InfoSec

Security Passion

With one more day of the conference marathon to go I thought at least one post was in order. Across Infosecurity and BSides London I have found…no, I have confirmed that there is huge passion about the trade alive, well and being generously shared by those starting out, those further down the road and those who’ve got there.

Grafters and Believers

I’m not going to specifically out everyone for their stories, but these individuals and their friends will recognise them:

  • A now hugely high profile chap who, in his early security days, started a blog. Despite no real conflict of interest his company issued an ultimatum – stop or go. He carried on and went, because he was passionate about raising security awareness and promoting good practice.
  • The fella who did a full-time job sharing great simple security advice, when he already had a full-time job in a completely other field, plus responsibilities as a single parent.
  • The guy just starting out, so passionate about doing things ethically to safeguard our privacy he’s severely limiting his career prospects. Easy to look from a few years forward and say ethics are very costly things. I personally hope the industry creates a place for him with a living wage before he’s forced to compromise.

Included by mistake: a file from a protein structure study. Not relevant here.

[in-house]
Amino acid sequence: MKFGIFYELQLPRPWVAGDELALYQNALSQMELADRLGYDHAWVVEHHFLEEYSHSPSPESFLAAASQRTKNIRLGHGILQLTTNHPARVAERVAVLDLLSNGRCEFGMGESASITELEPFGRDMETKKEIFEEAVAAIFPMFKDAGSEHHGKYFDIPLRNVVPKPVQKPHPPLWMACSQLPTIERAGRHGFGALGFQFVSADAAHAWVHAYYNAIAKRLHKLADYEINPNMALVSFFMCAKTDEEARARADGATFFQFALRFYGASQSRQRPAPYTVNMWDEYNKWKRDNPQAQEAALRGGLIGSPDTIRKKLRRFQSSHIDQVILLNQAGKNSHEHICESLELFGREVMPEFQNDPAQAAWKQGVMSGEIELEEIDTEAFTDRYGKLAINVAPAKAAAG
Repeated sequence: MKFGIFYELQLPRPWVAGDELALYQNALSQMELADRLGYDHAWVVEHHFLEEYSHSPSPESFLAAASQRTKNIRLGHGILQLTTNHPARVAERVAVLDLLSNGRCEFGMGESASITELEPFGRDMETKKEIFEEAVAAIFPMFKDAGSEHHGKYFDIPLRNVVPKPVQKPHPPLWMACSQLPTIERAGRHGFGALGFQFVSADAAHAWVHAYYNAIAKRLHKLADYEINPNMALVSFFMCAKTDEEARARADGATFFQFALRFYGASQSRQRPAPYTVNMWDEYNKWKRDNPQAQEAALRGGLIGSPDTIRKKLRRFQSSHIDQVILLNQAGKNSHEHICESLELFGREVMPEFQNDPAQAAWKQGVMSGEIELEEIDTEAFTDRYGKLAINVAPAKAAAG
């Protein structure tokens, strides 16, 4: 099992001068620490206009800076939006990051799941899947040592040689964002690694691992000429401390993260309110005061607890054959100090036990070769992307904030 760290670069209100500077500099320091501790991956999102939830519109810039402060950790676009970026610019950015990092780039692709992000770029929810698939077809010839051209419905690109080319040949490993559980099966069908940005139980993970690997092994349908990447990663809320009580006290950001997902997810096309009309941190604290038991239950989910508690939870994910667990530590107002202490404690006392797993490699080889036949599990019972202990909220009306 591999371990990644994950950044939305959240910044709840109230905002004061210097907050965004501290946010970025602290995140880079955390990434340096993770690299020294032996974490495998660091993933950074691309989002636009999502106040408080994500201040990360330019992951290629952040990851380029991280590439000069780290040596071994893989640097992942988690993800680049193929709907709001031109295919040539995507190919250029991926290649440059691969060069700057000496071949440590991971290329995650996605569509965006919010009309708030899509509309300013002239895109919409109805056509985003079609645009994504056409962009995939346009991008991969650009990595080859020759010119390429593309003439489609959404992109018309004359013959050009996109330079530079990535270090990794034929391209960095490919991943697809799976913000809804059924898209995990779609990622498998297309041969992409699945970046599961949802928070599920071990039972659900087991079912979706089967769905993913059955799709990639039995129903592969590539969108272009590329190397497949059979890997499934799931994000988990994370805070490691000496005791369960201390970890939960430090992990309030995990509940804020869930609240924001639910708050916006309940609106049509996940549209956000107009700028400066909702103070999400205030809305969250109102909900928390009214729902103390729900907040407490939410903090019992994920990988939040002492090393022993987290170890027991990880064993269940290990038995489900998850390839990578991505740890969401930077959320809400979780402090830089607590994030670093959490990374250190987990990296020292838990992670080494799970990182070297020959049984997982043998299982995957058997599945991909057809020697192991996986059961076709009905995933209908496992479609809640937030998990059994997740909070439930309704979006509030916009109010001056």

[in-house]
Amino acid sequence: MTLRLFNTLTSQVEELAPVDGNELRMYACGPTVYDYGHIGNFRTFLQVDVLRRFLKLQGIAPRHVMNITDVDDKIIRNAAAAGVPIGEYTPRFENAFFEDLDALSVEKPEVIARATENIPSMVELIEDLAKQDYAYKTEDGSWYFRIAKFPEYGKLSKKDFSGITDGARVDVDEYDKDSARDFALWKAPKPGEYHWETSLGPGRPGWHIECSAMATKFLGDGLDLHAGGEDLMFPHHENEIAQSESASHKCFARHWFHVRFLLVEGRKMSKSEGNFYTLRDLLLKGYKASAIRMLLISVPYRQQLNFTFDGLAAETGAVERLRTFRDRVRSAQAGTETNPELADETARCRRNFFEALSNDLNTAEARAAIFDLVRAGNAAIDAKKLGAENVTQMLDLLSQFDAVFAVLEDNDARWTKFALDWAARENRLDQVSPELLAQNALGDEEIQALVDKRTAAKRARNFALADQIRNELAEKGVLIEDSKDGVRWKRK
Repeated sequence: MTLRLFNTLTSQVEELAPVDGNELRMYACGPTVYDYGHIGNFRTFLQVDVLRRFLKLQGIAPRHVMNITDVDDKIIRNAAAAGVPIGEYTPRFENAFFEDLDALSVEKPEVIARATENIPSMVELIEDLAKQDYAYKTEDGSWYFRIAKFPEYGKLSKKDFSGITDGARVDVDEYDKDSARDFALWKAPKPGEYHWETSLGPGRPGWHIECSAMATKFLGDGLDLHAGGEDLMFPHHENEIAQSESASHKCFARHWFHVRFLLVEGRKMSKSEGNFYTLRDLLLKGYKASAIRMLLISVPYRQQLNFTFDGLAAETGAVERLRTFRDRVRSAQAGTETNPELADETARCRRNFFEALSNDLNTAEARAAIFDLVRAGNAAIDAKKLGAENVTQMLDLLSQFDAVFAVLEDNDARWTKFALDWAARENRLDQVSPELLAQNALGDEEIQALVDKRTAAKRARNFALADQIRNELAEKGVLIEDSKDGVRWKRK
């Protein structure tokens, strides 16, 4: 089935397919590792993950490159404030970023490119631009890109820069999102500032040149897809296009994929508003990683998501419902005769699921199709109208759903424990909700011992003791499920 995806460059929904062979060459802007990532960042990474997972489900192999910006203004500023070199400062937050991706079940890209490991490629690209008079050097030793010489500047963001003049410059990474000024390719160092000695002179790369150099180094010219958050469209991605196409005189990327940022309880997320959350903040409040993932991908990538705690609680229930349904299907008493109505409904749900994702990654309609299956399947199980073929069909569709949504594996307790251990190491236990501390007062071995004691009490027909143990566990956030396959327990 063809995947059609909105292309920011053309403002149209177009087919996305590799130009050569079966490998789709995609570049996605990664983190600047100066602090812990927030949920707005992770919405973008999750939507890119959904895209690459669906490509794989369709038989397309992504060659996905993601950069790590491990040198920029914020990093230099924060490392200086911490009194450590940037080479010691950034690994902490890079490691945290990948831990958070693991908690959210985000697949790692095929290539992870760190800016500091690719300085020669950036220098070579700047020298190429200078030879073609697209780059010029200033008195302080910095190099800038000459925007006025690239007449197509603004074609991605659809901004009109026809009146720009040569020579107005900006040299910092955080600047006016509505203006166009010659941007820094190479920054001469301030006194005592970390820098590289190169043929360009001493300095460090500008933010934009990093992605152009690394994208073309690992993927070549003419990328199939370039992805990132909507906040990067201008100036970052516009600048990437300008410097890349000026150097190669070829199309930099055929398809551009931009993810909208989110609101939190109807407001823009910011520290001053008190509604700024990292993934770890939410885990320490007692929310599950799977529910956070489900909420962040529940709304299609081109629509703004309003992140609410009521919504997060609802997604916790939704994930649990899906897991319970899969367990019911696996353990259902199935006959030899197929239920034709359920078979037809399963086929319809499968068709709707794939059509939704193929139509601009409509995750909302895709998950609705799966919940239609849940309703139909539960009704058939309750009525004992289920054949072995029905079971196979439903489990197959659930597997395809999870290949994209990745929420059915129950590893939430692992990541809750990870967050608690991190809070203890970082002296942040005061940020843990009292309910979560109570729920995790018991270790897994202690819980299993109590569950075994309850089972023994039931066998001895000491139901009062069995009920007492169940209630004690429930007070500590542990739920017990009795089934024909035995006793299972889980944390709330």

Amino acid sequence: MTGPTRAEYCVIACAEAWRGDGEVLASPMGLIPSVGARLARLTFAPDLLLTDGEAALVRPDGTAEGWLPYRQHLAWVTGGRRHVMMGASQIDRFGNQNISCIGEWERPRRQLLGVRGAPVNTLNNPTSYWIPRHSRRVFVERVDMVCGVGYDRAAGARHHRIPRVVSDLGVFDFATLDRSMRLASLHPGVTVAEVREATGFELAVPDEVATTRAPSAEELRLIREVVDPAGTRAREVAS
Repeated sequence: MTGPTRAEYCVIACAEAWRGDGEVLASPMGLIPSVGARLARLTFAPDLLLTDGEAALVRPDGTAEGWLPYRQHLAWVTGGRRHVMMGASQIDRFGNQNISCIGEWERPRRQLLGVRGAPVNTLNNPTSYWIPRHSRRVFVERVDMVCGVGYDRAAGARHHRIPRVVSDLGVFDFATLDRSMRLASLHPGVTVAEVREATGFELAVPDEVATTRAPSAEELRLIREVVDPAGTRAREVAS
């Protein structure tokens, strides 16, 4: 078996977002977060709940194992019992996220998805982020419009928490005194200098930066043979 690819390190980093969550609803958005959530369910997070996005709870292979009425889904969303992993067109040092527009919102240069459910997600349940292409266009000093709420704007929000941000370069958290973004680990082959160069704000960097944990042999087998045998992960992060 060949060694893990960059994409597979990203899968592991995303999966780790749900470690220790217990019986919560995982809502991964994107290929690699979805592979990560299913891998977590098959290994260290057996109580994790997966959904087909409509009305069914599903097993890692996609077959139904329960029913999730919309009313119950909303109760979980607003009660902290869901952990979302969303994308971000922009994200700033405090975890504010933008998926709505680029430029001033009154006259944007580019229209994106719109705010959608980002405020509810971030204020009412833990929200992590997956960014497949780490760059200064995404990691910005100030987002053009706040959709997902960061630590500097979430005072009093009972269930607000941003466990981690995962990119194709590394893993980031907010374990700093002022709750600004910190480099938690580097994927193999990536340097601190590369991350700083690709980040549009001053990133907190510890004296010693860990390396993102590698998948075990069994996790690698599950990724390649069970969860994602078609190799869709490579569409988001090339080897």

• Another guy who found out he could talk his way into (or out of) anything. That opened up lots of lucrative fast buck making avenues, but instead he’s taken the personal risk of starting his own firm to educate us about people like him. Folk who have the expert means to manipulate us and steal our data, endanger our livelihoods, or put our safety at risk.
  • The chap who’s non-security company failed, leaving him very low. Unable to find other work, he turned to his interest in security. Every day he researched and tried out security techniques. Painfully shy (as a result of the professional knocks taken), but still reaching out to others in the trade for advice, which he took and built on.

Leaders and Supporters